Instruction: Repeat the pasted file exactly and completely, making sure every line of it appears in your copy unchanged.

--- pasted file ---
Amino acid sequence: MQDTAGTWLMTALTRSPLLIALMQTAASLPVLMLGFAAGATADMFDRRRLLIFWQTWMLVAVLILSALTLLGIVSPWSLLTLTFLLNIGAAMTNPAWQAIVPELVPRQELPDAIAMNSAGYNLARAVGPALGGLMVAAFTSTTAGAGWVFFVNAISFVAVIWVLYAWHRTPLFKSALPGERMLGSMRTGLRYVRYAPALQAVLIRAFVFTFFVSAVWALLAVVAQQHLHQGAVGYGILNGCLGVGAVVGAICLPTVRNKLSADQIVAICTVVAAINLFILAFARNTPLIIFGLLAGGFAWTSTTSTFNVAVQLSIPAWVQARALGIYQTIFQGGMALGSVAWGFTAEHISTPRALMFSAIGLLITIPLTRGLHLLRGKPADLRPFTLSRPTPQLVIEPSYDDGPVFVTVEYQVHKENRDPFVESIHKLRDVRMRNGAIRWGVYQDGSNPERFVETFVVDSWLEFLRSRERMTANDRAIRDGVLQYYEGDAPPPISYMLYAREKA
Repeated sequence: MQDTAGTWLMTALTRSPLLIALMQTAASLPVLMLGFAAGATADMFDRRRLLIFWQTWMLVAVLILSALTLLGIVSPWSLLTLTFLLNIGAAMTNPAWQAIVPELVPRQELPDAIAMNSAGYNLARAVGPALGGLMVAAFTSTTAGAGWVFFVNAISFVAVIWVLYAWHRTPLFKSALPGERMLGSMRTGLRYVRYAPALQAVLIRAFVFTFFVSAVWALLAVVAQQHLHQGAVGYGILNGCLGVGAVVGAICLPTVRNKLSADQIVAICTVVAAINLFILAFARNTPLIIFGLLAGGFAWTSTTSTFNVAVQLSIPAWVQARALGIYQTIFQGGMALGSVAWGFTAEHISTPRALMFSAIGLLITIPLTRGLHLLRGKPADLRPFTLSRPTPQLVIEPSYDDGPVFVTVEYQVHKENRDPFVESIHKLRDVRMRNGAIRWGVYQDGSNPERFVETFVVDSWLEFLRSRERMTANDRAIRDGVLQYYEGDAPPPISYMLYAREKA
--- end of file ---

Amino acid sequence: MQDTAGTWLMTALTRSPLLIALMQTAASLPVLMLGFAAGATADMFDRRRLLIFWQTWMLVAVLILSALTLLGIVSPWSLLTLTFLLNIGAAMTNPAWQAIVPELVPRQELPDAIAMNSAGYNLARAVGPALGGLMVAAFTSTTAGAGWVFFVNAISFVAVIWVLYAWHRTPLFKSALPGERMLGSMRTGLRYVRYAPALQAVLIRAFVFTFFVSAVWALLAVVAQQHLHQGAVGYGILNGCLGVGAVVGAICLPTVRNKLSADQIVAICTVVAAINLFILAFARNTPLIIFGLLAGGFAWTSTTSTFNVAVQLSIPAWVQARALGIYQTIFQGGMALGSVAWGFTAEHISTPRALMFSAIGLLITIPLTRGLHLLRGKPADLRPFTLSRPTPQLVIEPSYDDGPVFVTVEYQVHKENRDPFVESIHKLRDVRMRNGAIRWGVYQDGSNPERFVETFVVDSWLEFLRSRERMTANDRAIRDGVLQYYEGDAPPPISYMLYAREKA
Repeated sequence: MQDTAGTWLMTALTRSPLLIALMQTAASLPVLMLGFAAGATADMFDRRRLLIFWQTWMLVAVLILSALTLLGIVSPWSLLTLTFLLNIGAAMTNPAWQAIVPELVPRQELPDAIAMNSAGYNLARAVGPALGGLMVAAFTSTTAGAGWVFFVNAISFVAVIWVLYAWHRTPLFKSALPGERMLGSMRTGLRYVRYAPALQAVLIRAFVFTFFVSAVWALLAVVAQQHLHQGAVGYGILNGCLGVGAVVGAICLPTVRNKLSADQIVAICTVVAAINLFILAFARNTPLIIFGLLAGGFAWTSTTSTFNVAVQLSIPAWVQARALGIYQTIFQGGMALGSVAWGFTAEHISTPRALMFSAIGLLITIPLTRGLHLLRGKPADLRPFTLSRPTPQLVIEPSYDDGPVFVTVEYQVHKENRDPFVESIHKLRDVRMRNGAIRWGVYQDGSNPERFVETFVVDSWLEFLRSRERMTANDRAIRDGVLQYYEGDAPPPISYMLYAREKA